The following day we went for a hike. Notice me in my parka. Anything under 74 degrees is chilly. (This one is actually a legit time to have captured a memory on film. Also, I airbrushed myself with an awesome iPhone app called Facetune. I'm telling you this because I love and respect you.)

hiking in Eugene, Oregon
The last day, we drove along the coast to return to the Portland airport, and stopped for a hike and a walk along the beach. The tidal pools inside rocky crevices teemed with muscles, barnacles, and sea anemone. About 100 of the new pictures I took over the four day period are of sea creatures. Why do I need 100 photographs of sea anemone? Time will tell...

the Oregon Coast

Finally, back at the airport, I snapped a picture of one of my favorite bookstores, the infamous Powell's Books. WHY? Why do I need a picture of the storefront of Powell's Books at the Portland airport? What possible use will I ever have for such a photograph?

Powell's Books, Portland Airport
So my organizing continues to progress in a two-steps-forward-one-step-back dance. I toss a box of old clothes, I take fifty new pictures. 

I have to admit, the digital clutter snuck up on me. I didn't even see it coming.

What about you? What's your vacation collectible? Where are your hidden stores of stuff? Confess in the comments below!

Wednesday, March 7, 2018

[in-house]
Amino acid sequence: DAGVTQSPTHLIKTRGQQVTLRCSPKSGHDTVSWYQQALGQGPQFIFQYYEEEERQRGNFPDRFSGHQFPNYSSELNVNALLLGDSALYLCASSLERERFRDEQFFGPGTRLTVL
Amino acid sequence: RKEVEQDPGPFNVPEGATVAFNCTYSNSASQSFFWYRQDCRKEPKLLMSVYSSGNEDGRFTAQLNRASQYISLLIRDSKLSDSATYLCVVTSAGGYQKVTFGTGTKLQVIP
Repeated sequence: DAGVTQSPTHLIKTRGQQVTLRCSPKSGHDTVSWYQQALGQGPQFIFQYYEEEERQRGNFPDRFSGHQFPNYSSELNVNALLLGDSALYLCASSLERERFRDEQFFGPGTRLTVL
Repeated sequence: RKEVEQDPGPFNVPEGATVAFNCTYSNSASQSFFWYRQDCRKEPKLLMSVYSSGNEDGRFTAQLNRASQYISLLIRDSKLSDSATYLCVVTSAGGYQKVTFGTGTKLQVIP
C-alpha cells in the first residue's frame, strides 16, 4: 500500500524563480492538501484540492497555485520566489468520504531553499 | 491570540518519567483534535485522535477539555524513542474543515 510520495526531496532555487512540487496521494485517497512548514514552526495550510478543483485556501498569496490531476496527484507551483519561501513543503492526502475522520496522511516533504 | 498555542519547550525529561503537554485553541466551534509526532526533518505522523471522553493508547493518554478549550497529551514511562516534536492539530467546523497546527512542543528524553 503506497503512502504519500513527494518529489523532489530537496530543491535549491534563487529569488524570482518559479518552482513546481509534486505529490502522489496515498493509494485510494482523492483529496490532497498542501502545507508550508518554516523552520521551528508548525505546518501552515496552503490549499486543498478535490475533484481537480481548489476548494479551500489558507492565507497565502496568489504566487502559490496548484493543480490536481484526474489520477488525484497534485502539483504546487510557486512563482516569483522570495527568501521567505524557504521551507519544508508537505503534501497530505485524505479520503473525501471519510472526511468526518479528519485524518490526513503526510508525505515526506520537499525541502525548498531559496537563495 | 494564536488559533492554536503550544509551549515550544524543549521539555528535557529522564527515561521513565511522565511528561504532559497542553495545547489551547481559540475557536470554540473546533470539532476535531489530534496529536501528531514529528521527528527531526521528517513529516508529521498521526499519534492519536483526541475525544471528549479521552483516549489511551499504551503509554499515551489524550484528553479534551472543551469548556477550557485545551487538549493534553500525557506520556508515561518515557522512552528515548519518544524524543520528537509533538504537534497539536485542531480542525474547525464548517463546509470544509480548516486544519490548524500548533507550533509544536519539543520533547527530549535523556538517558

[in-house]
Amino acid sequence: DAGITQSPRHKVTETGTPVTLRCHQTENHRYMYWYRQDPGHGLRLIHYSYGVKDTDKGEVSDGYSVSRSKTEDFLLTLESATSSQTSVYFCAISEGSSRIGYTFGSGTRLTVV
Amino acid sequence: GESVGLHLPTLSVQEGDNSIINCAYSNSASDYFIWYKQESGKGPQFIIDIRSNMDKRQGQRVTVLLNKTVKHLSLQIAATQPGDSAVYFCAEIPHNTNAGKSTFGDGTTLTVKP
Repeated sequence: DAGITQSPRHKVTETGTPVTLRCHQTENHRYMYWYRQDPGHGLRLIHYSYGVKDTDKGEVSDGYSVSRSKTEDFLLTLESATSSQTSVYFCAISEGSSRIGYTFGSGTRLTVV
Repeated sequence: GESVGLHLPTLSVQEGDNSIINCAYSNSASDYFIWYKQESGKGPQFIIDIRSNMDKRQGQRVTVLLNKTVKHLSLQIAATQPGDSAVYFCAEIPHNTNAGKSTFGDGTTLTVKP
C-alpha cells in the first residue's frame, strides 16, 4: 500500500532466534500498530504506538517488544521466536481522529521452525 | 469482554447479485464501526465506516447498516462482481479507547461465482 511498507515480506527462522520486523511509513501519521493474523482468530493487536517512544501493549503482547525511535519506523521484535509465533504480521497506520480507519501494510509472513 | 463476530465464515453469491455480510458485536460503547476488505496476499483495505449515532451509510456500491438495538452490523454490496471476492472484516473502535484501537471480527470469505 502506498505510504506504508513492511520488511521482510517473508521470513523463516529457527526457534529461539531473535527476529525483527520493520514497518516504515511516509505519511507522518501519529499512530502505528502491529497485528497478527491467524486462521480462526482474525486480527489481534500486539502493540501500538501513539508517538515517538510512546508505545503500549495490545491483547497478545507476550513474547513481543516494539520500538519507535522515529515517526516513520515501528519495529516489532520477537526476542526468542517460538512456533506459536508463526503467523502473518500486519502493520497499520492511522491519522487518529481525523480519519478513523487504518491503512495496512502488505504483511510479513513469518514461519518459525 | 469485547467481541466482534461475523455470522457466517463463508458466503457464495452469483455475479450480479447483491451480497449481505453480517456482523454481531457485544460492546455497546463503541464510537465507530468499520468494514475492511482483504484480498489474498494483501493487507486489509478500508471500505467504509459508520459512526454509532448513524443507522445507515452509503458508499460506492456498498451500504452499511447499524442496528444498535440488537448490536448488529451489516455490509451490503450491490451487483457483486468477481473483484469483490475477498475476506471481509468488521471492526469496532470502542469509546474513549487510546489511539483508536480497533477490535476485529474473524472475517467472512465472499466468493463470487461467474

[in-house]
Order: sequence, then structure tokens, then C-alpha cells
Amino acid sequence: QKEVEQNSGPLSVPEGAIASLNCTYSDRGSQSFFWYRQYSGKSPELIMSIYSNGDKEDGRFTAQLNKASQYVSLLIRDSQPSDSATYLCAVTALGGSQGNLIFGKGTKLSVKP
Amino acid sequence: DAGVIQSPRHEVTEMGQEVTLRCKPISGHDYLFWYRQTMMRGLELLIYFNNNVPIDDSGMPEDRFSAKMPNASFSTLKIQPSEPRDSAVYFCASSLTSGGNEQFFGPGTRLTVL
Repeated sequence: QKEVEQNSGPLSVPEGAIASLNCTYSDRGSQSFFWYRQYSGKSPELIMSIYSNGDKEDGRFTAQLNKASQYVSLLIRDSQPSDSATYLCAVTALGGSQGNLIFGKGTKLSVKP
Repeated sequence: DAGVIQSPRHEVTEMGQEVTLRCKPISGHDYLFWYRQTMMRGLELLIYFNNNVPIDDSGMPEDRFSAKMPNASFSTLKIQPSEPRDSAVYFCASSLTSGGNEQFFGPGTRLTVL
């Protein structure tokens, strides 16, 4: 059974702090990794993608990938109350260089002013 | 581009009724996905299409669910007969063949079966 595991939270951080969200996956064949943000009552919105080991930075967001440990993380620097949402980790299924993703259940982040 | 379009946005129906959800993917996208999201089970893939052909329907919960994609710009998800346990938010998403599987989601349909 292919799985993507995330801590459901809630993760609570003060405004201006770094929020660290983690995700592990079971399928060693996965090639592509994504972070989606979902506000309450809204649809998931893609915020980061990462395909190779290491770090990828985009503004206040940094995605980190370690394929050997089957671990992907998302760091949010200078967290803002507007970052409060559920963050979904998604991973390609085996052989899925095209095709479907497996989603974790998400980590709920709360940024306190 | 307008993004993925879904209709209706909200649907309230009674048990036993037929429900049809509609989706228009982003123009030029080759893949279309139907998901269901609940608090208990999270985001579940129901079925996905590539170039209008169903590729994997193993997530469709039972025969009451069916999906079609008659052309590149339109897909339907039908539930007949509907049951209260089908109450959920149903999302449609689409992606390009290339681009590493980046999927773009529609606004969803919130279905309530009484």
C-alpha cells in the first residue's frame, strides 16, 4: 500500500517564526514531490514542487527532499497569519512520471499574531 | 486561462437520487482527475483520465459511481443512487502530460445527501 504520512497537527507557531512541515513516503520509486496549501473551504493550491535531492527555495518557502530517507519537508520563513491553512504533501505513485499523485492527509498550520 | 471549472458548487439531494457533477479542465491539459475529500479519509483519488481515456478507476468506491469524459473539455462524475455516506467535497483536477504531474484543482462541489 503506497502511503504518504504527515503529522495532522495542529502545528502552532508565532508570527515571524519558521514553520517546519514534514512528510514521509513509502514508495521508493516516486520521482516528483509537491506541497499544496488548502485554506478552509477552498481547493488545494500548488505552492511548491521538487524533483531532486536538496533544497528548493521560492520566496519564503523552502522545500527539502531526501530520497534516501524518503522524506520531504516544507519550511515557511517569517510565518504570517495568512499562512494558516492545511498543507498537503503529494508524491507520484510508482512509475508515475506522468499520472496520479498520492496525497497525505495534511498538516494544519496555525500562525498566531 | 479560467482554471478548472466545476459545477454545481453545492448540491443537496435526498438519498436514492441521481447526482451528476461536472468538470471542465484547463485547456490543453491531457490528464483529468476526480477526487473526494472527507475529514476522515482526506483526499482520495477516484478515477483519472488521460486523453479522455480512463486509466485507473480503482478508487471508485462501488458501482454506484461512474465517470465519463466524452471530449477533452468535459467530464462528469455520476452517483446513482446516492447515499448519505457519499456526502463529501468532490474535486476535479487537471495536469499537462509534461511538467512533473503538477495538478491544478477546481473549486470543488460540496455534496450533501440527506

Tips for When Writer's Block Hits

I love this piece of art at the Riverside Public Library in Illinois. The little red book by the typist says "20,000 words." I think I know the artist, but want to check and will update this post once it's confirmed, but for now suffice to say this is how I feel on any given day.

Writing sometimes feels like you're disgorging your dreams directly from your brain onto the typewriter. That's when the words are flowing and you know exactly what you want to convey. Well, not exactly, because you're going to revise, revise and revise again, but for the moment, when the words are flowing, it feels great.

And for those times when they're not? I have a few tips for that.

First: Research.

While I don't advocate stopping a regular flow of words to research, when you're blocked a little can go a long way to unblocking you. Often research gives you an insight into a character. I was halfway through my first book in the Covert One series, The Janus Reprisal, and looking into financial shenanigans when I came upon the (then) rare world of Bitcoins. I loved the idea of a currency not tied to any country, not subject to regulation and freely mined on the Internet. I resolved to buy some, but once I read that they were created by a Japanese man no one had ever seen or even was sure existed, I backed off. Suffice to say I wish I have bought them now! But just reading about them gave me an idea for a character in the story.